Budget 2012 - What Should George Osborne Do?

The Huffington Post UK  |  Posted: Updated: 21/03/2012 11:24

Fiona Cuthbertson, Managing Director, Keystone Consulting

This budget has to be about new businesses and private sector jobs. Because of redundancies, public sector cuts and many private sector firms imposing a recruitment freeze, more people are starting their own businesses. I’m looking for some really strong measures to help entrepreneurs.

When I started Keystone Consulting I had support from my husband and savings to fall back on – a good thing as currently there is very little help during that key initial stage. With this in mind, it strikes me as important that the Government encourages business development by not immediately stopping all help when someone sets up on their own. It would have been useful to have some sort of benefit to help me through the initial stages – like the old Enterprise Allowance Scheme.

It would also be nice to see some help for people who are already running their small businesses. I’d like to see an extension to the VAT Flat Rate Scheme for small businesses beyond the current £150,000 turnover limit.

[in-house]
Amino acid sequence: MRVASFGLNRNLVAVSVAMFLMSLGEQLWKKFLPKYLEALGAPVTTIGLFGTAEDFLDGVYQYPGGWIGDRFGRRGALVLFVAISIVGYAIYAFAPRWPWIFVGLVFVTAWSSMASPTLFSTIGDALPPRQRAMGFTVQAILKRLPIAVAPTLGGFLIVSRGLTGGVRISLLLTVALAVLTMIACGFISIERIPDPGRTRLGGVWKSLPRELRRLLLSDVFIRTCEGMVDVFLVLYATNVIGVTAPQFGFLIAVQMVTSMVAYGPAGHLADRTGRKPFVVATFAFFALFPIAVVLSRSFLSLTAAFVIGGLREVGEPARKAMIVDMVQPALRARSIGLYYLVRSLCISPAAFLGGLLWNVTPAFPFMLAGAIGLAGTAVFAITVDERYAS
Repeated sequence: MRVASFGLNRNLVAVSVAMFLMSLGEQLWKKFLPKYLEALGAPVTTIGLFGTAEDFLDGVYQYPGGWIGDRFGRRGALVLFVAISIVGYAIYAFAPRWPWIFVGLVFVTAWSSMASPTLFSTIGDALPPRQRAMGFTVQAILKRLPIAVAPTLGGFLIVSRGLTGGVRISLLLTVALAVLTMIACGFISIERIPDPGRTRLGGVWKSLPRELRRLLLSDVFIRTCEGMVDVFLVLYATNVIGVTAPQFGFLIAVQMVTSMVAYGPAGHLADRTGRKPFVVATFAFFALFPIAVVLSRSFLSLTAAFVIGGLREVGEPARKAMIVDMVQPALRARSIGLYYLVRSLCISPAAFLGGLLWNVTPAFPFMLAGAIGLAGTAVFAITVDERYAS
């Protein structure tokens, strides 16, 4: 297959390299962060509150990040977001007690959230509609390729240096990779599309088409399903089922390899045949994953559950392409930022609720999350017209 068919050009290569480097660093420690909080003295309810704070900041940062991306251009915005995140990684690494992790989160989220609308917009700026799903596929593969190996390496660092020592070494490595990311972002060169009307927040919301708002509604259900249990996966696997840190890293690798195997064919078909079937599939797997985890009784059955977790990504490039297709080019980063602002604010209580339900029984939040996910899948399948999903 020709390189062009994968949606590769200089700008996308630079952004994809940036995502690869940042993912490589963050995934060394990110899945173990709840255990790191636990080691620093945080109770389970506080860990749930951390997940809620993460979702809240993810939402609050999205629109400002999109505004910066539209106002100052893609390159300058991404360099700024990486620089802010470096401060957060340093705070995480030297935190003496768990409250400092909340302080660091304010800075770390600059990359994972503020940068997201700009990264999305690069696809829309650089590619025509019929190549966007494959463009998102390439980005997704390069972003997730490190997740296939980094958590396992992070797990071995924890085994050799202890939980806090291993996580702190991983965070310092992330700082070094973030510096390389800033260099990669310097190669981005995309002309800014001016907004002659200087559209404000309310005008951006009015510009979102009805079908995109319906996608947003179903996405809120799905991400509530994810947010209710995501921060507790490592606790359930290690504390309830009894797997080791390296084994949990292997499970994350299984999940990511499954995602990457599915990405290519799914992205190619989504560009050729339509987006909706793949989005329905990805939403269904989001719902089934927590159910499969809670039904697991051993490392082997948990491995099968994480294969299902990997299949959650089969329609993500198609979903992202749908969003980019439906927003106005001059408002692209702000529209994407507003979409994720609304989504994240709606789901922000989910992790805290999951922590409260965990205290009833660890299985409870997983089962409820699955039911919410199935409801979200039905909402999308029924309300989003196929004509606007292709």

The Government is concentrating on reducing the cost of borrowing, which is important, but this does assume the businesses are started in the first place. More help is needed earlier to ensure people have the courage to develop their business ideas.

Having eaten into savings to start the business, we’re rebuilding them now. I would like to see help for savers, as they should not be punished for having been prudent even when times were good. With this in mind, an increase in the ISA allowance would mean more savings and more investment.

Like everyone, I’d like to see the Personal Income Tax Allowance lifted to £10,000 as quickly as possible.

I am currently expecting my first child. Women are most likely to ‘fill the gap’ left by state services by caring for children. It is important they are given some support in their endeavours. In addition, women with partners who fall into the high income tax bracket, but don’t work will ‘pay’ twice by losing their child benefit because it is currently used as a method of establishing pension entitlements. Without the child benefit, 1.8 million mothers will have their pension entitlements reduced.

In my mind, it’s all about fairness. Checks and balances. After all, it’s a lack of balance that means we have to make such hard decisions in the first place.

See the rest of our panel:

  • Fiona Cuthbertson, Keystone Consulting

  • Geraldine Bedell, Editor, Gransnet

  • Mark Daniels, Pub Landlord

  • Ros Altmann, Chief Executive, SAGA

  • Mark Corcoran-Lettice, unemployed graduate